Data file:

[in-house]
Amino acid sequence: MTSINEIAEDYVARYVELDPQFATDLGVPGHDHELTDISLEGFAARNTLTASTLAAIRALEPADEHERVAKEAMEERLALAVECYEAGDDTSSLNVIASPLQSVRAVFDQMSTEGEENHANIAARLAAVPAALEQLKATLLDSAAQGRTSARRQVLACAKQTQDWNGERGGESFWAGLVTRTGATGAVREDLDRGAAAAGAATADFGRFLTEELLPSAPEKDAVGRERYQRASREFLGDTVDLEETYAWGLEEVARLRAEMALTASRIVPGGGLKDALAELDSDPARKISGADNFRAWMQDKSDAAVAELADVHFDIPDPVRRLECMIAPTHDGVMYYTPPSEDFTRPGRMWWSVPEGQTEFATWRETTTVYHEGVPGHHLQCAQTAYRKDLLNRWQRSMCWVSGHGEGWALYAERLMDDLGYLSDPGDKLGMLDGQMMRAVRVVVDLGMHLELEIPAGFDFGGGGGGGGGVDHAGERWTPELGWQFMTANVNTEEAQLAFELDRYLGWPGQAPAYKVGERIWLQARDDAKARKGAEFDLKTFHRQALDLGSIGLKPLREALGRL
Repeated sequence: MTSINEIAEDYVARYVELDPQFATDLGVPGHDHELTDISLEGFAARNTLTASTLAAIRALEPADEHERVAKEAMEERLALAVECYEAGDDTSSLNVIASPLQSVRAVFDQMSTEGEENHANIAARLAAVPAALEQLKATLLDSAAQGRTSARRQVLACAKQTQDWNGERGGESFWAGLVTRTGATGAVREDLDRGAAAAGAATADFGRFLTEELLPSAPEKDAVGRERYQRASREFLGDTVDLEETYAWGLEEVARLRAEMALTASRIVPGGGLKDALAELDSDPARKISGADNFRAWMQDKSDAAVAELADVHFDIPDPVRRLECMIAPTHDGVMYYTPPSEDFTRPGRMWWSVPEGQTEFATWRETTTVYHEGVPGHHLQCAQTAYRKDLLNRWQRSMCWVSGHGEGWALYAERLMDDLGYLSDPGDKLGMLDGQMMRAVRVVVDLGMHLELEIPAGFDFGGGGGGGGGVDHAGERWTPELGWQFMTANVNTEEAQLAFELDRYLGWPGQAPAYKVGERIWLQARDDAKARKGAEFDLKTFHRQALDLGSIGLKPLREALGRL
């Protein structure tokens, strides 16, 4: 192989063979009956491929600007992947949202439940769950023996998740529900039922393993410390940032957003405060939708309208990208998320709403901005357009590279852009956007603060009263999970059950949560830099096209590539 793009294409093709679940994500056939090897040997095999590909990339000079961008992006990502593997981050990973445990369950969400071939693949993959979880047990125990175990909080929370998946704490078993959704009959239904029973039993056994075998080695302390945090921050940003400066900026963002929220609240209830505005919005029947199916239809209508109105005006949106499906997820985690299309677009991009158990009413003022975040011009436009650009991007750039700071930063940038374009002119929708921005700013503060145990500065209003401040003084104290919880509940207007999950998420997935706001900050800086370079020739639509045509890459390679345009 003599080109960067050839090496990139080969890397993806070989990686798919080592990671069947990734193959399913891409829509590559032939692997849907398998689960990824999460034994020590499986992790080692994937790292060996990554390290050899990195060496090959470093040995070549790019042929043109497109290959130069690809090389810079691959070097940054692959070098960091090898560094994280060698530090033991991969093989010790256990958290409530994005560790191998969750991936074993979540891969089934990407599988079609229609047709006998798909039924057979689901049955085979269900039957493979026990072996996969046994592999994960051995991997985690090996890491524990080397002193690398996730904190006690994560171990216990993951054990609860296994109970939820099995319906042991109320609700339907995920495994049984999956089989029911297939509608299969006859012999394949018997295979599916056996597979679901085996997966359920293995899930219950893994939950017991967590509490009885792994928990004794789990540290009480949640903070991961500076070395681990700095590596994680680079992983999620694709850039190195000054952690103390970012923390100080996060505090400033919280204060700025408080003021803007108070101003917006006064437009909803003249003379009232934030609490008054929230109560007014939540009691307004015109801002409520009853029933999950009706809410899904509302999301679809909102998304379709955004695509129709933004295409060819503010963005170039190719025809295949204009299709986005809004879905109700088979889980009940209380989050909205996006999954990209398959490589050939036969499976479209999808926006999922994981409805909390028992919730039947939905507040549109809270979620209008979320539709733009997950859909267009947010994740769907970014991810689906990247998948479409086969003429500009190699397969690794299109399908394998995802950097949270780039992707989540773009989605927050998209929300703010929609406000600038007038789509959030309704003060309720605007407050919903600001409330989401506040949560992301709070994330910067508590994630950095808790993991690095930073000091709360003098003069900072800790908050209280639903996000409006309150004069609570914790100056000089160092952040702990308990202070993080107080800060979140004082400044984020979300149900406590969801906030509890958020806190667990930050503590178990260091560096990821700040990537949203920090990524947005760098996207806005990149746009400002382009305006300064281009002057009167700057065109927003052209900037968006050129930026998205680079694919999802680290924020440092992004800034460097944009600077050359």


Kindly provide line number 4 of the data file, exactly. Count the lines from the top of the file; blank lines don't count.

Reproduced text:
């Protein structure tokens, strides 16, 4: 192989063979009956491929600007992947949202439940769950023996998740529900039922393993410390940032957003405060939708309208990208998320709403901005357009590279852009956007603060009263999970059950949560830099096209590539 793009294409093709679940994500056939090897040997095999590909990339000079961008992006990502593997981050990973445990369950969400071939693949993959979880047990125990175990909080929370998946704490078993959704009959239904029973039993056994075998080695302390945090921050940003400066900026963002929220609240209830505005919005029947199916239809209508109105005006949106499906997820985690299309677009991009158990009413003022975040011009436009650009991007750039700071930063940038374009002119929708921005700013503060145990500065209003401040003084104290919880509940207007999950998420997935706001900050800086370079020739639509045509890459390679345009 003599080109960067050839090496990139080969890397993806070989990686798919080592990671069947990734193959399913891409829509590559032939692997849907398998689960990824999460034994020590499986992790080692994937790292060996990554390290050899990195060496090959470093040995070549790019042929043109497109290959130069690809090389810079691959070097940054692959070098960091090898560094994280060698530090033991991969093989010790256990958290409530994005560790191998969750991936074993979540891969089934990407599988079609229609047709006998798909039924057979689901049955085979269900039957493979026990072996996969046994592999994960051995991997985690090996890491524990080397002193690398996730904190006690994560171990216990993951054990609860296994109970939820099995319906042991109320609700339907995920495994049984999956089989029911297939509608299969006859012999394949018997295979599916056996597979679901085996997966359920293995899930219950893994939950017991967590509490009885792994928990004794789990540290009480949640903070991961500076070395681990700095590596994680680079992983999620694709850039190195000054952690103390970012923390100080996060505090400033919280204060700025408080003021803007108070101003917006006064437009909803003249003379009232934030609490008054929230109560007014939540009691307004015109801002409520009853029933999950009706809410899904509302999301679809909102998304379709955004695509129709933004295409060819503010963005170039190719025809295949204009299709986005809004879905109700088979889980009940209380989050909205996006999954990209398959490589050939036969499976479209999808926006999922994981409805909390028992919730039947939905507040549109809270979620209008979320539709733009997950859909267009947010994740769907970014991810689906990247998948479409086969003429500009190699397969690794299109399908394998995802950097949270780039992707989540773009989605927050998209929300703010929609406000600038007038789509959030309704003060309720605007407050919903600001409330989401506040949560992301709070994330910067508590994630950095808790993991690095930073000091709360003098003069900072800790908050209280639903996000409006309150004069609570914790100056000089160092952040702990308990202070993080107080800060979140004082400044984020979300149900406590969801906030509890958020806190667990930050503590178990260091560096990821700040990537949203920090990524947005760098996207806005990149746009400002382009305006300064281009002057009167700057065109927003052209900037968006050129930026998205680079694919999802680290924020440092992004800034460097944009600077050359």